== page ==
VAN SUSTEREN: Well, that's not...
BADEN: ... positions of the two people.
VAN SUSTEREN: But that's not what they're trying to establish.
BADEN: Right. Right.
VAN SUSTEREN: All right. Well, I'll ask you later, but that's not what they're really trying to establish. They're trying to establish the gap. But let me ask you about something else...
BADEN: You can't tell the gap from...
VAN SUSTEREN: ... I don't want to run out of time, but -- can you tell the fact of a gap? Maybe you can't measure the precise gap, but the fact of a gap?
BADEN: Yes, you could tell that. The clothing -- the spread on the clothing is different than the spread on the skin. So you can say there was a gap, but you can't tell how much of a gap.
VAN SUSTEREN: Great. OK. Now, here's the Florida medical examiner testifying today in court about Zimmerman's injuries.
(BEGIN VIDEO CLIP)
UNIDENTIFIED MALE: Are the injuries to the back of the defendant's head consistent with having been repeatedly slammed into a concrete surface?
VALERIE RAO, MEDICAL EXAMINER: No.
UNIDENTIFIED MALE: Why not?
RAO: Because if you look at the injuries, they're so minor that to me, the word "slam" implies great force. And this -- the resultant injuries are not great force.
(END VIDEO CLIP)
VAN SUSTEREN: Dr. Baden, your thoughts? And I should say -- I should mention the fact that this doctor looked at photographs, didn't actually examine George Zimmerman right after the incident. But tell me whether -- what do you think about her testimony?
BADEN: I think that her testimony was very reasonable because she did look at medical records and the EMS records and doctor records that we received.
And what it is, he has multiple injuries on the back of the head and the nose. But nothing was serious enough, as thought by the EMS people, by the doctors who -- doctors who examined him to require stitches, to require an X-ray, to require further evaluation, that he was not disoriented, he was walking, talking immediately after this. His blood pressure was fine. He wasn't breathing hard. All of this would indicate that the injuries themselves were minor.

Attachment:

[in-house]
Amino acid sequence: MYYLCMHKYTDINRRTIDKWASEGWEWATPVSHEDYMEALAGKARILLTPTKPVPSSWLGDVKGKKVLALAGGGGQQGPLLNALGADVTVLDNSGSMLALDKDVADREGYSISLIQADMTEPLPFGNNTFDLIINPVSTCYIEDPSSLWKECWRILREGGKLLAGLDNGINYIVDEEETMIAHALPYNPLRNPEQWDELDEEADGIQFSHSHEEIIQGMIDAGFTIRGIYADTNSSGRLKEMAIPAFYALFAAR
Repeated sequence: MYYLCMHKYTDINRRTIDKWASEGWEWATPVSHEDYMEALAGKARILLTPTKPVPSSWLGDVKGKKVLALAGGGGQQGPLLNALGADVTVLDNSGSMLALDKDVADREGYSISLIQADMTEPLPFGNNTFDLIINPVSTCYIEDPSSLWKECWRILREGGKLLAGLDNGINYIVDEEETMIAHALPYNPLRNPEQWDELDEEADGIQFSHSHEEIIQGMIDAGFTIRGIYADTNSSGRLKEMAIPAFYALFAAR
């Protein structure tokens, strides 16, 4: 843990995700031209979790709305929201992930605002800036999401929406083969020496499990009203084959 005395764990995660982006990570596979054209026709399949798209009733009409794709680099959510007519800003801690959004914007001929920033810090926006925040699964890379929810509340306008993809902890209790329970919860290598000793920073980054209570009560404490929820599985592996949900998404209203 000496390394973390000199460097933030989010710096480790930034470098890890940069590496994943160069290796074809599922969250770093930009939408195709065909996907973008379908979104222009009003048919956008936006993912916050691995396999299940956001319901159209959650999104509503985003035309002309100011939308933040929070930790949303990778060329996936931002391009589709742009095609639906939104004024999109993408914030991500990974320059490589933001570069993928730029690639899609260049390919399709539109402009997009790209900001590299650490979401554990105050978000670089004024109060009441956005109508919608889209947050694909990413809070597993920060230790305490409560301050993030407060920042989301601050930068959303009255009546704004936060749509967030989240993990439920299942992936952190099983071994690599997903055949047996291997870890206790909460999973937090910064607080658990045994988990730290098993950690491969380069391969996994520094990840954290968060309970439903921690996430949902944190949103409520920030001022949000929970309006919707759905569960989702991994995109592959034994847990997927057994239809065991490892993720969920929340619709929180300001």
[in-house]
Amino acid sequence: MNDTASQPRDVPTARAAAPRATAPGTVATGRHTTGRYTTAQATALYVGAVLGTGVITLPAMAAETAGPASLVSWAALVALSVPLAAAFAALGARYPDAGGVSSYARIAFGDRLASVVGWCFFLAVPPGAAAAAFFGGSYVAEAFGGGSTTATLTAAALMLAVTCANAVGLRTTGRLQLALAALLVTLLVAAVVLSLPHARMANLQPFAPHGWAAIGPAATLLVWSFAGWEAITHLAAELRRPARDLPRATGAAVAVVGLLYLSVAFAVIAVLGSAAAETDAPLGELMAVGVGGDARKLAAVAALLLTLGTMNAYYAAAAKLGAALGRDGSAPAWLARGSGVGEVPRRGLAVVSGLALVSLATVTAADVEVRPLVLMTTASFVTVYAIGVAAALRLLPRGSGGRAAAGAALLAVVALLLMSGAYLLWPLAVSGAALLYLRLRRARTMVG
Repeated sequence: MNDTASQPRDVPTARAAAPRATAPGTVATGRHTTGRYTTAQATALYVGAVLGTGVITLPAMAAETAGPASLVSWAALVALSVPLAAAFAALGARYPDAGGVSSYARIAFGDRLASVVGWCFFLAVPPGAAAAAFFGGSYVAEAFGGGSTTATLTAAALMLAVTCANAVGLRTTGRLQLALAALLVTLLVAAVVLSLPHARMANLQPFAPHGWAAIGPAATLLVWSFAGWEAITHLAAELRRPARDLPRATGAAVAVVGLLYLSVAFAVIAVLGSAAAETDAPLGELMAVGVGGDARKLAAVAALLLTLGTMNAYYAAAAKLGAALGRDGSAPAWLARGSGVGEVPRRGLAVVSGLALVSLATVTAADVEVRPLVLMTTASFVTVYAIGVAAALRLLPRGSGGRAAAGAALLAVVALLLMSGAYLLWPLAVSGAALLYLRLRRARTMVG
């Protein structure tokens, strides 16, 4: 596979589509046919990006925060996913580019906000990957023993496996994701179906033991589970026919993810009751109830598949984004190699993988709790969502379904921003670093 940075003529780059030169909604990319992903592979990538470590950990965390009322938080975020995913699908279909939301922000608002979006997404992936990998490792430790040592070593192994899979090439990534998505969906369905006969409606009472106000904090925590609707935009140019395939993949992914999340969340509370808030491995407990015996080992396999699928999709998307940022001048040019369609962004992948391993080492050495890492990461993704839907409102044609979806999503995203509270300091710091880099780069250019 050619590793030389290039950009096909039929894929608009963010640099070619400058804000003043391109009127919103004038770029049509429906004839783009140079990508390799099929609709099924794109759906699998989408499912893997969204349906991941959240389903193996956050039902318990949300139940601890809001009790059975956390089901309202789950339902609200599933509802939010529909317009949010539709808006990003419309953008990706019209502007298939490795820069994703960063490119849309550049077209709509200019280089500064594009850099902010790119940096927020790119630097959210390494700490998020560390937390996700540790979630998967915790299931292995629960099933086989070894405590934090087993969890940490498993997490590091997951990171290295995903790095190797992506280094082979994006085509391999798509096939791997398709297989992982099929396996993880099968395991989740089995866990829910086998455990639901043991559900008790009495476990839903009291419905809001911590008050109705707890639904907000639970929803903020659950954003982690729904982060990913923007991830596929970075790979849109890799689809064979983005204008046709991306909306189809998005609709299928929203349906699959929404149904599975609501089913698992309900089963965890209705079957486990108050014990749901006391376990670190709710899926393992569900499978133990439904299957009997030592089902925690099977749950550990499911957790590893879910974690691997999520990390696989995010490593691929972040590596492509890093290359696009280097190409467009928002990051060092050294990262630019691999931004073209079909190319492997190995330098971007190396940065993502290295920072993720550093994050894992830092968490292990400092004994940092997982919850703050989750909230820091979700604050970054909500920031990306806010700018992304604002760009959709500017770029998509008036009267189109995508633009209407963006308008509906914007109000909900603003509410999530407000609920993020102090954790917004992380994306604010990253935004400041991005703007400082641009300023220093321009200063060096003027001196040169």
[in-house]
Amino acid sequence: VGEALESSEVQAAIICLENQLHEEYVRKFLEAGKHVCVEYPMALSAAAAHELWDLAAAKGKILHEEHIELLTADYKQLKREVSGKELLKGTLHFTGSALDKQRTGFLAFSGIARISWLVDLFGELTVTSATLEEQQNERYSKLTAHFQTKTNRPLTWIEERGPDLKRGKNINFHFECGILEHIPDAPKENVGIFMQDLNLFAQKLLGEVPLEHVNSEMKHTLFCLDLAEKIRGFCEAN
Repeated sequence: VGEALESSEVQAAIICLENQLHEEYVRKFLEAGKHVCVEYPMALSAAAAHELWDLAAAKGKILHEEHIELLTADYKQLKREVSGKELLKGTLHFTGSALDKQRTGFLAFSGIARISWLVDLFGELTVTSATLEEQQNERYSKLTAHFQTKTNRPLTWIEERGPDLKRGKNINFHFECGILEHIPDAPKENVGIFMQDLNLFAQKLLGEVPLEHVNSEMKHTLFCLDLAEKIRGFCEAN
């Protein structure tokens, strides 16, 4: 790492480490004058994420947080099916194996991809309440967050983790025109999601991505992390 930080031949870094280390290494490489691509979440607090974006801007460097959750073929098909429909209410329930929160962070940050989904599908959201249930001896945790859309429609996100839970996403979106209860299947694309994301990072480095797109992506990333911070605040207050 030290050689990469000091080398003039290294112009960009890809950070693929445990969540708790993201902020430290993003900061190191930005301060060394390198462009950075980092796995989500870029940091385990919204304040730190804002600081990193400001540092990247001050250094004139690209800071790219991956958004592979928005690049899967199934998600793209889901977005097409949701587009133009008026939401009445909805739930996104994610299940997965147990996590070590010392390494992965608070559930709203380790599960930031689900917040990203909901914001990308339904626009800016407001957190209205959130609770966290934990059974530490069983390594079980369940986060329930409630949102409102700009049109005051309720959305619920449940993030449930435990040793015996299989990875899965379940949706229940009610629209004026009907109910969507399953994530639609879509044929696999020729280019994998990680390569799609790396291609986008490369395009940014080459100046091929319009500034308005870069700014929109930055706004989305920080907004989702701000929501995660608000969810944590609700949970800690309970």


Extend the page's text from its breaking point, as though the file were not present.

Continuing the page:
However, we can't tell how many injuries. We can tell at least one or two injuries, or three to the head. But many injuries don't leave any marks on the body, so we can never tell the total number of injuries.
VAN SUSTEREN: All right, in terms of those injuries, could they be sustained by someone punching someone in the face and the person falling, or do you have to be -- do you have to sort of at least multiple times have to hit that head, and maybe even be on that person?
BADEN: Well, I think that a fall, a punch in the face and a fall down and hitting the head against the concrete would create -- could create all the injuries, actually, because of the shape of the head.
But there could be many impacts that don't leave an injury, so we can't identify those. We know they weren't serious. And there was a discussion about the shape of the head. Everybody's head is different. They're not perfectly round. So we have lumps and bumps. And there was a fellow, Lombroso, who thought they could tell criminality from the bumps on the head, the natural bumps on the head. And that's what appeared to be...
VAN SUSTEREN: Would those bumps hurt?
BADEN: ... what was pointed out. They can hurt. Sure, they can hurt.
VAN SUSTEREN: Do those injuries look like they hurt? They can hurt?
VAN SUSTEREN: Dr. Baden, thank you, sir.